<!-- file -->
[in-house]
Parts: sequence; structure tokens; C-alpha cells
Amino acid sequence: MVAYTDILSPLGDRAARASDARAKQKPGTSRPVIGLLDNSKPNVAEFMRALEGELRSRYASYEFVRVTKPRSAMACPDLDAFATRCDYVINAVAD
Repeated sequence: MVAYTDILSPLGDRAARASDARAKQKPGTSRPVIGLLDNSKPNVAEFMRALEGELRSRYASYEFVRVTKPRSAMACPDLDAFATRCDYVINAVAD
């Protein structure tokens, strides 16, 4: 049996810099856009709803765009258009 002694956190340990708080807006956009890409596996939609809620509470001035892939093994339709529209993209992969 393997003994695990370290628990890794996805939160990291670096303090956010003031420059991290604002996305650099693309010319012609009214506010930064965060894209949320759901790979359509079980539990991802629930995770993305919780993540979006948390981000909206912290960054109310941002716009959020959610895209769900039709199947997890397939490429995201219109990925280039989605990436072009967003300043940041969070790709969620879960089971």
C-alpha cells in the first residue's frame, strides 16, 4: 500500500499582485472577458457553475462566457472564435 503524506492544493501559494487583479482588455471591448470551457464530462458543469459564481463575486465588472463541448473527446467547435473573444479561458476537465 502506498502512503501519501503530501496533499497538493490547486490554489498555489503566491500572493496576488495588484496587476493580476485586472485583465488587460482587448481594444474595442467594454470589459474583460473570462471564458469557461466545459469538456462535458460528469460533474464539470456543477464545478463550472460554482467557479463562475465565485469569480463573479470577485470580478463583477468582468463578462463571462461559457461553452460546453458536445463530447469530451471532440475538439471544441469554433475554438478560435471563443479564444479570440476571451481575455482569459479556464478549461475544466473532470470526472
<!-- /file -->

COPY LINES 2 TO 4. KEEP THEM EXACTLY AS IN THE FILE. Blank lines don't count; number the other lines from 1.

Parts: sequence; structure tokens; C-alpha cells
Amino acid sequence: MVAYTDILSPLGDRAARASDARAKQKPGTSRPVIGLLDNSKPNVAEFMRALEGELRSRYASYEFVRVTKPRSAMACPDLDAFATRCDYVINAVAD
Repeated sequence: MVAYTDILSPLGDRAARASDARAKQKPGTSRPVIGLLDNSKPNVAEFMRALEGELRSRYASYEFVRVTKPRSAMACPDLDAFATRCDYVINAVAD